Consequences of Refusing a Chemical Test during DUI Investigation
Implied Consent Law: If arrested for a drunk driving offense in Michigan, all drivers are considered to have given their consent to take a chemical test to determine your bodily alcohol content (BAC).
Purpose: The immediate purpose of the ‘implied consent law’ is to obtain the best evidence of blood alcohol content at the time of the arrest of the person; the long range purpose is, of course, to prevent intoxicated persons from driving on the highways.
Facts: An individual is driving South on Mission St., Mt. Pleasant, MI, and is stopped by a police officer. A DUI investigation is conducted; the driver will be first asked to provide a proof a license, registration, and insurance. Next, it is typical of an officer to ask if the driver had consumed any alcohol prior to operating the motor vehicle; the driver will then be asked to step out of the vehicle to perform a number of sobriety tests. Additionally, if the officer believes that the driver is intoxicated, he/she will ask the driver to submit to a Preliminary Breath Test (PBT). Once the driver is placed under arrest, he/she, in addition to the PBT, will be asked to submit to a chemical test; either blood or breath.
Ramifications: A first refusal results in a one-year suspension and the second or subsequent refusal in seven years results in a two-year suspension, six points are entered on the person’s driving record. A person who refuses the police officer’s request to take a chemical test has his or her picture license confiscated and is issued a temporary permit. MCL 257.625g(1). The nature of the permit will explicitly put an individual on notice that a test has allegedly been refused. The individual will then have 14 days from the date of the arrest to request a hearing. MCL 257.625f(1). Failure to do so results in an automatic one- or two-year suspension depending on the individual’s driving record.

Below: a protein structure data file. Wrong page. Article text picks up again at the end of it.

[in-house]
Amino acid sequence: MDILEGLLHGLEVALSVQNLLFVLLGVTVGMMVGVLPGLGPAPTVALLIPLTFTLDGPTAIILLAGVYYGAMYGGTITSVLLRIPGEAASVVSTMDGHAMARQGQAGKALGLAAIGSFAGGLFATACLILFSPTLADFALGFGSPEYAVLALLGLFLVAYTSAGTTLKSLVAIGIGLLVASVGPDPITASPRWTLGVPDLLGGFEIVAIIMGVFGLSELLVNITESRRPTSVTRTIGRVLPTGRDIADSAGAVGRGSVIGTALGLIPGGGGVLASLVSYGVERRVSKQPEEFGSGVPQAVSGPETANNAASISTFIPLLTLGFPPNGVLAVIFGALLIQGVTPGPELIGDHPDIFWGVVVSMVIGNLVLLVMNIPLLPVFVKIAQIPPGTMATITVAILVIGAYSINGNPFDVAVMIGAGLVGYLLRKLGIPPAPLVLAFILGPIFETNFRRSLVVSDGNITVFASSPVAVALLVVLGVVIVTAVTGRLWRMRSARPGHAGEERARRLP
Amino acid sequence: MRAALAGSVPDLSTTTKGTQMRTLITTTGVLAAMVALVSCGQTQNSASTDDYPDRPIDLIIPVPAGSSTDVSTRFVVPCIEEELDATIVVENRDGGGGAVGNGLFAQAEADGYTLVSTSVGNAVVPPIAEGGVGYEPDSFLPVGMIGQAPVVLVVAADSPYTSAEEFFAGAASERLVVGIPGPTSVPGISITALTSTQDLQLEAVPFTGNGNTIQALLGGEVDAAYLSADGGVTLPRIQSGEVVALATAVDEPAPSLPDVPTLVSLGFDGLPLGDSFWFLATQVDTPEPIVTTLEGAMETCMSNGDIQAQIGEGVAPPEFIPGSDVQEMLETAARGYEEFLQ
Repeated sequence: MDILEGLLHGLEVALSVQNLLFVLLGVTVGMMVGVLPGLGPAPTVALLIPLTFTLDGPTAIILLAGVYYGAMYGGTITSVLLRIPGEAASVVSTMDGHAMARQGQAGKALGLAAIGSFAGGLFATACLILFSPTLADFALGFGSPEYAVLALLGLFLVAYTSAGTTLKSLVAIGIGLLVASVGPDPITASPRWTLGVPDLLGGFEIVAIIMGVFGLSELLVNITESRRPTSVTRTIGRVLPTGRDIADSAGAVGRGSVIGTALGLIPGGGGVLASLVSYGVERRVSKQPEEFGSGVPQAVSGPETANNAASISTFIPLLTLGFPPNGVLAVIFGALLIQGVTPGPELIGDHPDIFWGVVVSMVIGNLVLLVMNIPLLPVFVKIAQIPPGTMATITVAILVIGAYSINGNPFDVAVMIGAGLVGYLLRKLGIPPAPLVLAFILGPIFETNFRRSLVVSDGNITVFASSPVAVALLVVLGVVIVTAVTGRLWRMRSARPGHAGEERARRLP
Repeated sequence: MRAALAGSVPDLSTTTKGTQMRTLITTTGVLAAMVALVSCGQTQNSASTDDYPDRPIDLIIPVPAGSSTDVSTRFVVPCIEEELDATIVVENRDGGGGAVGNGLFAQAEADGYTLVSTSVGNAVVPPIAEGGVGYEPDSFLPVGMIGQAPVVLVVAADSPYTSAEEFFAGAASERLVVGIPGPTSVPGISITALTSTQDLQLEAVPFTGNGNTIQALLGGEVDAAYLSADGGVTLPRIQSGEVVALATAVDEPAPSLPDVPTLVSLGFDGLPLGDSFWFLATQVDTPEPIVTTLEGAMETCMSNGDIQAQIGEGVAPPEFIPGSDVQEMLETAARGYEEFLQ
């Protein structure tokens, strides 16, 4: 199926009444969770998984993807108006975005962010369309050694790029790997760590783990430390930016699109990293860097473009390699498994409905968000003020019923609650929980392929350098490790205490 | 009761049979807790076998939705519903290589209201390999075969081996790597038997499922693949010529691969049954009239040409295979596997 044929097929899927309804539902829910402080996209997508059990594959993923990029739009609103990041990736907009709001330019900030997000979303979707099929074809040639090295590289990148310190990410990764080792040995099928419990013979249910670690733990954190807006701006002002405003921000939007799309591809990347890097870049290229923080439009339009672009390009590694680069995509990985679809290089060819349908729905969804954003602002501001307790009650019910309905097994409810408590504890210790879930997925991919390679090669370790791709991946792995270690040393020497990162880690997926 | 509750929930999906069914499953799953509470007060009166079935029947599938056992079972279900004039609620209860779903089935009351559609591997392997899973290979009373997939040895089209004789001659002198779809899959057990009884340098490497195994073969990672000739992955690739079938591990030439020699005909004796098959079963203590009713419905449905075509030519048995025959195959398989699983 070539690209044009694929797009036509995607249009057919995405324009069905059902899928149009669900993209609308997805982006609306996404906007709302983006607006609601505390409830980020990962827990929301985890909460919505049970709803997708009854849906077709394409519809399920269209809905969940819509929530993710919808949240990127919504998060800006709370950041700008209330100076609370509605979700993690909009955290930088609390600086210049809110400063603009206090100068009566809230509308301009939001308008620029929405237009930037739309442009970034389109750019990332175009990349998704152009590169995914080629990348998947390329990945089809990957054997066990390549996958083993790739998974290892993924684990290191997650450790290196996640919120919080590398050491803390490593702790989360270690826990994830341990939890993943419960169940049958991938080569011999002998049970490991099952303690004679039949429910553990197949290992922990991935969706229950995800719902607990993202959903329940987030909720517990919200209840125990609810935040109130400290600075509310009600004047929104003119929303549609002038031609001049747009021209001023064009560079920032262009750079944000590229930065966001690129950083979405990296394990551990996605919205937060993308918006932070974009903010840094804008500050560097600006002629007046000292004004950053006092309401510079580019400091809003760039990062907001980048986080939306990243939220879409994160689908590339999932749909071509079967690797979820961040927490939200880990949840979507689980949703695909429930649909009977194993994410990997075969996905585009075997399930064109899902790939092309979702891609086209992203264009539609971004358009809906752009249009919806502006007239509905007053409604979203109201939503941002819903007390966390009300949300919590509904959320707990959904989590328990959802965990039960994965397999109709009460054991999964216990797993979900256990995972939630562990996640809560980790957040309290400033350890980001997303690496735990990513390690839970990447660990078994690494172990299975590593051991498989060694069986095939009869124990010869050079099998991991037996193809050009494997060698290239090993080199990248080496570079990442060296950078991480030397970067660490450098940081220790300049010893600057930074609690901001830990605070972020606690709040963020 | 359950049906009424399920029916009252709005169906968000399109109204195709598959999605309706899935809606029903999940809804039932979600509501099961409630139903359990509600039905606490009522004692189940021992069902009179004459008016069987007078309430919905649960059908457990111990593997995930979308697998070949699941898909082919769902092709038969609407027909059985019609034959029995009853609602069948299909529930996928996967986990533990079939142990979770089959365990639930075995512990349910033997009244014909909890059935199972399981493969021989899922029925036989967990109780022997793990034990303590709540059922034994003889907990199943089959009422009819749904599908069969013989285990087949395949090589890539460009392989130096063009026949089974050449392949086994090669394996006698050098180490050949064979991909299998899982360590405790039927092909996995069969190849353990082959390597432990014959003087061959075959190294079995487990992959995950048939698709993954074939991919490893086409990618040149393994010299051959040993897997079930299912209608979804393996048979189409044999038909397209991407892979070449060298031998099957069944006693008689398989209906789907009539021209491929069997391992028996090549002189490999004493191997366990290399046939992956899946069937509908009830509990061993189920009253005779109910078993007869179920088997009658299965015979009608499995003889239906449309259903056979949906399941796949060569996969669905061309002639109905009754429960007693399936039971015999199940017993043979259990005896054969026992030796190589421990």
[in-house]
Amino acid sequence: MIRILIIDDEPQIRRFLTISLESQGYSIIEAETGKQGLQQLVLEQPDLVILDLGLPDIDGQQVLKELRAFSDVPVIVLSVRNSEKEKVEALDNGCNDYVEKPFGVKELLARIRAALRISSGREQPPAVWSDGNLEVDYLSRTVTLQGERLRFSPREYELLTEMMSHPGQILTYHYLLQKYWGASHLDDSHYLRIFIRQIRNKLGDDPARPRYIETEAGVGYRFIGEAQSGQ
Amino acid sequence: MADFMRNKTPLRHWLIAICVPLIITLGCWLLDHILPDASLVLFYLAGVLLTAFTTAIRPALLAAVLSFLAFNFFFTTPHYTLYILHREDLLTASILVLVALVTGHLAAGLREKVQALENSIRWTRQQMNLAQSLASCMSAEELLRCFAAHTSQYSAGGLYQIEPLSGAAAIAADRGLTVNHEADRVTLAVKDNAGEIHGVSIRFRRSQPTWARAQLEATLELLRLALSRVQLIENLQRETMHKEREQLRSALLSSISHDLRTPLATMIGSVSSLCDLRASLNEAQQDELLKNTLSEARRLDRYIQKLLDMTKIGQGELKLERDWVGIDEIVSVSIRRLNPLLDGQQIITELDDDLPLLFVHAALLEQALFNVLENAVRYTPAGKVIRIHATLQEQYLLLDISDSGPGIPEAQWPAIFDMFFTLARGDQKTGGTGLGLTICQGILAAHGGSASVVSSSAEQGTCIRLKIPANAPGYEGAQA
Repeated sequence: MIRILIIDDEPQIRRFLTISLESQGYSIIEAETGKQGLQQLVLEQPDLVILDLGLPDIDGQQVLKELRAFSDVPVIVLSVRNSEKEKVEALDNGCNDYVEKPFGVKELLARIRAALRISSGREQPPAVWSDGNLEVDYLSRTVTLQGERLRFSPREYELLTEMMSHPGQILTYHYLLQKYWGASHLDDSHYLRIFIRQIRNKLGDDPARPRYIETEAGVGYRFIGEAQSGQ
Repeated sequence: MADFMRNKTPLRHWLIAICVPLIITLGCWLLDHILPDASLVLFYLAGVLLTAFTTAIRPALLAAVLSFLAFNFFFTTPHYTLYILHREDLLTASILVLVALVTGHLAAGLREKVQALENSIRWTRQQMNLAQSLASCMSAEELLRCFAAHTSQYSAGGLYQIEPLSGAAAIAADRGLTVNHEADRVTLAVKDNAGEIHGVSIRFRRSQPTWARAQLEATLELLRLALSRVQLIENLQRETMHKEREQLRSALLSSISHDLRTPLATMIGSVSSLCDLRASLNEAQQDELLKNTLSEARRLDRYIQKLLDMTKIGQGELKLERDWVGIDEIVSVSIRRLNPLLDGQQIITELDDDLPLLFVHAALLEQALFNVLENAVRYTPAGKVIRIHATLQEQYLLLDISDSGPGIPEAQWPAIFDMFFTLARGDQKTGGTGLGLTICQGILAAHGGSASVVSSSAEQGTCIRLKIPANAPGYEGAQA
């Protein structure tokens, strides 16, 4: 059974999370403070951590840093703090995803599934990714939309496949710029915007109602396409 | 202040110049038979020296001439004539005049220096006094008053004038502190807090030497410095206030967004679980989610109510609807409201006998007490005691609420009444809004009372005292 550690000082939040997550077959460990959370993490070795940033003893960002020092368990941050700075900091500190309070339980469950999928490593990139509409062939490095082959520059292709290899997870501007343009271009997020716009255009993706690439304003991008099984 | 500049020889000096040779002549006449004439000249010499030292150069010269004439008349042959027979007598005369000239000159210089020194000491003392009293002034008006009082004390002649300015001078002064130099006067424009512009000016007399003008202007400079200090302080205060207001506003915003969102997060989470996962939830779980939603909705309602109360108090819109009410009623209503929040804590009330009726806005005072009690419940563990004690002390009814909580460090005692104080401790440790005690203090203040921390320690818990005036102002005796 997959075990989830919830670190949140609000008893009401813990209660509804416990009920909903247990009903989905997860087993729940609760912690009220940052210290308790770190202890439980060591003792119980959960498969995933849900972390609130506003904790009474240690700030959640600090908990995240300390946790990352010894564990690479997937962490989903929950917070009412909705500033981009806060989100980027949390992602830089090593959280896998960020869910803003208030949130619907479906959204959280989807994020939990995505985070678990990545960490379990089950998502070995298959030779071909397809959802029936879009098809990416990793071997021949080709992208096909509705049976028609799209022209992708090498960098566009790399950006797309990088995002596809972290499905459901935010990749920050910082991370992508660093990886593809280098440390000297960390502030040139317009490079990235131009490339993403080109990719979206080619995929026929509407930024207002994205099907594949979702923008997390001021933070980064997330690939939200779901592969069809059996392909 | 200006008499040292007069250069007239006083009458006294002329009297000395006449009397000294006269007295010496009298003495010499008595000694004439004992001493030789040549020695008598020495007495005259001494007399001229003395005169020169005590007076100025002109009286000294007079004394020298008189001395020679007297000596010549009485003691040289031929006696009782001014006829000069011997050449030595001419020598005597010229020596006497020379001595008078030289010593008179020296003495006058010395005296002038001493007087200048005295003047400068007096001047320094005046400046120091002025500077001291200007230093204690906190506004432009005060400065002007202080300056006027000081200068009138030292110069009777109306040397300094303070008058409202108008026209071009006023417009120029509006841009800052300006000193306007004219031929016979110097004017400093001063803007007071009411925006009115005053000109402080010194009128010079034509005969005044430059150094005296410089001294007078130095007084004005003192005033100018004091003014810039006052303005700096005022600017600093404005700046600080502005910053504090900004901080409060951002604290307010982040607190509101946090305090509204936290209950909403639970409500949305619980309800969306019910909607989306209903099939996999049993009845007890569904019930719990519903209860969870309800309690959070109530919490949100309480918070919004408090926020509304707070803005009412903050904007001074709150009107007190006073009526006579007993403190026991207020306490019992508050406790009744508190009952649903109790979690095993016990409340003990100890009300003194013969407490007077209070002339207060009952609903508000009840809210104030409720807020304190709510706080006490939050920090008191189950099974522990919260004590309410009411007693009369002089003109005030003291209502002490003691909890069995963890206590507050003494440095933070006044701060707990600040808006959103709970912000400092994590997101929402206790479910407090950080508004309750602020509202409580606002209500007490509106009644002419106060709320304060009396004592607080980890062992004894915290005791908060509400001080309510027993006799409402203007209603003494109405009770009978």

With regard to refusal to submit to an evidentiary chemical test (breathalyzer), a hearing shall only cover the following issues set forth in MCL 257.625f:
1) Whether the peace officer had reasonable grounds to believe that Petitioner had committed a crime described in section 625c(1).
2) Whether Petitioner was placed under arrest for a crime described in section 621c(1).
3) Whether Petitioner was advised of the rights under section 625a(6).
4) Whether Petitioner unreasonably refused to submit to the test upon the request of the peace officer.
The peace officer has the initial burden to establish these issues while the Petitioner has the burden to prove and affirmative defense to a refusal, pursuant to 1999 MR9 R 257.310. The standard of proof is “preponderance of the evidence”. Under MCL 257.319b and 625f, after considering the evidence presented, the Hearing Officer will either impose a suspension/revocation of the license/operation privilege and all CDL endorsements, or take no licensing action. The Hearing Officer cannot issue a restricted license or work permit.
2) If officer fails to appeal, charges will be dismissed.
3) First time offenders can petition the Circuit Court for their restricted license.
Central Michigan Lawyer, Todd L. Levitt, has been representing individuals with suspended driver’s licenses’ for more than 18 years. Todd L. Levitt is considered to be one of the top attorneys in this area of law.
For a free consultation, call (989) 772-6000.
Written by: Adam Finn